Who doesn’t think of Tuscany when they hear of hills and vineyards? The interesting thing is that it is not just the wineries that are built on the hills – the cities take advantage of the terrain. Siena is one of them – you could walk through the old town and enjoy the view of the sights from a distance.
Piazza San Marco, internationally known as St Mark’s Square gained its own nickname “La Piazza” – THE Square, and I think it says a lot about Venice’s importance. There is a legend that Napoleon called it “the drawing room of Europe”. In our day, I would say the “photographing room of Europe”.
There are so many open spaces and big squares in Zaragoza. Moreover, it’s not overcrowded, and you can find really nice angles and perspective for photographing panoramic views. The architecture of El Pilar Basilica in Zaragoza, as well as the oriental style of the city, makes you feel like in a 1001-night story but in Spain.
Three times I had been now to Budapest, and all three times I found my accommodation to be right next to the St. Stephen’s Basilica. And on every of my visits I had at least a brief look into the basilica – and the golden cupola stuck in my mind. By the way: The person in the middle of the cupola is really supposed to be God! That seems pretty unique to me, do you know any other church in which you find a portrayal of God?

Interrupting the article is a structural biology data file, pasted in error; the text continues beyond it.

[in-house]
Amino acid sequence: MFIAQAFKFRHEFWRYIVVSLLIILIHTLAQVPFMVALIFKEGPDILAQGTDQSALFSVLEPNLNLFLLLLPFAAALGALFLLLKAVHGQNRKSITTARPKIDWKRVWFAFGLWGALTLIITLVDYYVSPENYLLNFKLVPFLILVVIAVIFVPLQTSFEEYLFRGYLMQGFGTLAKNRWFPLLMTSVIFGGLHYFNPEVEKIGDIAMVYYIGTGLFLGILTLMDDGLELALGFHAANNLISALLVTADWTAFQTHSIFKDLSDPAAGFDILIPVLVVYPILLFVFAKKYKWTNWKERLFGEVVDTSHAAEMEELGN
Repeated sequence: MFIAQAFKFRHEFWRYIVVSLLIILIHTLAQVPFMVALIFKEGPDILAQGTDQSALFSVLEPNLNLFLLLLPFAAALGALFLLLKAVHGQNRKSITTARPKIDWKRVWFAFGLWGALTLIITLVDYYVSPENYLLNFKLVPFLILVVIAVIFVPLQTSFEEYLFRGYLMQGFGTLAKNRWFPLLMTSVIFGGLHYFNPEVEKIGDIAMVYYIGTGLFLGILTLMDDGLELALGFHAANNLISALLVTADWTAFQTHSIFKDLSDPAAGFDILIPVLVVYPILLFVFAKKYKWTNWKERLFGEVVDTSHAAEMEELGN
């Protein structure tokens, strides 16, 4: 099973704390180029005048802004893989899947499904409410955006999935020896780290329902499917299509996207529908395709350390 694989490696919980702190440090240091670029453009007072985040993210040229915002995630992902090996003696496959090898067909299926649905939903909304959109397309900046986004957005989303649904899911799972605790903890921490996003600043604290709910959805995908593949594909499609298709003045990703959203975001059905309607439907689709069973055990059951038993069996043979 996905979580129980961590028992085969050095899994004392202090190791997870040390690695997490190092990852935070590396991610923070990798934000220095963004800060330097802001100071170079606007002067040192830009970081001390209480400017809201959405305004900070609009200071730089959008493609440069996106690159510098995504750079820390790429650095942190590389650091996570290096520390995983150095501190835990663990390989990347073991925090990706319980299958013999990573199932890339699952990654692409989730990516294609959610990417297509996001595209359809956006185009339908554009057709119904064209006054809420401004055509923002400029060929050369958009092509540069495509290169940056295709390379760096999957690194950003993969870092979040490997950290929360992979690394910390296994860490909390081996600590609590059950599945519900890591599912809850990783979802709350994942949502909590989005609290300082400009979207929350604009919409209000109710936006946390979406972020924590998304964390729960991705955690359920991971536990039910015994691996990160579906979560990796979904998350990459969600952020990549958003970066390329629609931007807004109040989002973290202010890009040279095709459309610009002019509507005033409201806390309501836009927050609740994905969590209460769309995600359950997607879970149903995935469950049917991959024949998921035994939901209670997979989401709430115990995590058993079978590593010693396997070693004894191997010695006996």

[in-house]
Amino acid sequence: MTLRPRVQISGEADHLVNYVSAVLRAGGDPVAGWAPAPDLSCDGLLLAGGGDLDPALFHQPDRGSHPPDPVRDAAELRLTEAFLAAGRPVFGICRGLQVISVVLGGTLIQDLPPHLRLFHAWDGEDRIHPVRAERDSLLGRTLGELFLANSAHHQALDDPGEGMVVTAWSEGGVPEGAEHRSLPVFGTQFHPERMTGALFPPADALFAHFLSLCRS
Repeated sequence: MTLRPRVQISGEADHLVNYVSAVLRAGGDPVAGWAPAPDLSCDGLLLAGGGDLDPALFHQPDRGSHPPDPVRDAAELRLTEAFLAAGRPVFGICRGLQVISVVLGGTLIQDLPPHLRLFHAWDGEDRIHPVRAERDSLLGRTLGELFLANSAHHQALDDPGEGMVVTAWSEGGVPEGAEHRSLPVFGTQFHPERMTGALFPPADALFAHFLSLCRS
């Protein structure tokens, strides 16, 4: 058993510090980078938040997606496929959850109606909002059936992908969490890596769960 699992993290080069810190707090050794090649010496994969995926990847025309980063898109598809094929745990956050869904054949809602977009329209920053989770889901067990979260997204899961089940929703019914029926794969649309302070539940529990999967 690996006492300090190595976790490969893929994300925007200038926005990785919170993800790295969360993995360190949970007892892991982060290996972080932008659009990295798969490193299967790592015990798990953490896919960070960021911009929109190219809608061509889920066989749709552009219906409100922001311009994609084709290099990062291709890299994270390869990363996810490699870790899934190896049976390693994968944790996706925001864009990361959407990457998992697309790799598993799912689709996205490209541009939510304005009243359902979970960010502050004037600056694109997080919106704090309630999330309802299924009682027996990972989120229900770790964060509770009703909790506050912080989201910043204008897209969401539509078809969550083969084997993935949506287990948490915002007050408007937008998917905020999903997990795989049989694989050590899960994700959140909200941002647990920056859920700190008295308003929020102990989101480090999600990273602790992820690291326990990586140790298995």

The Basilica of Santa Maria Maggiore in Bergamo was founded in 1137 and it is located in the center of the Upper Town of Bergamo. Unfortunately, we couldn’t go inside during our day in Bergamo, but also from outside it is an impressive church. Remarkable are the lion statues to find on the entrance of the church since they could be a sign that the church once was used as a court as well.
St. Mary’s Basilica on the Main Market Square in Kraków is one of the town’s famous landmarks. Extraordinary are the two unequal towers, the higher one is 81m high, the other one is 12m smaller. According to an ancient legend, the towers were built by two brothers – each worked on one tower.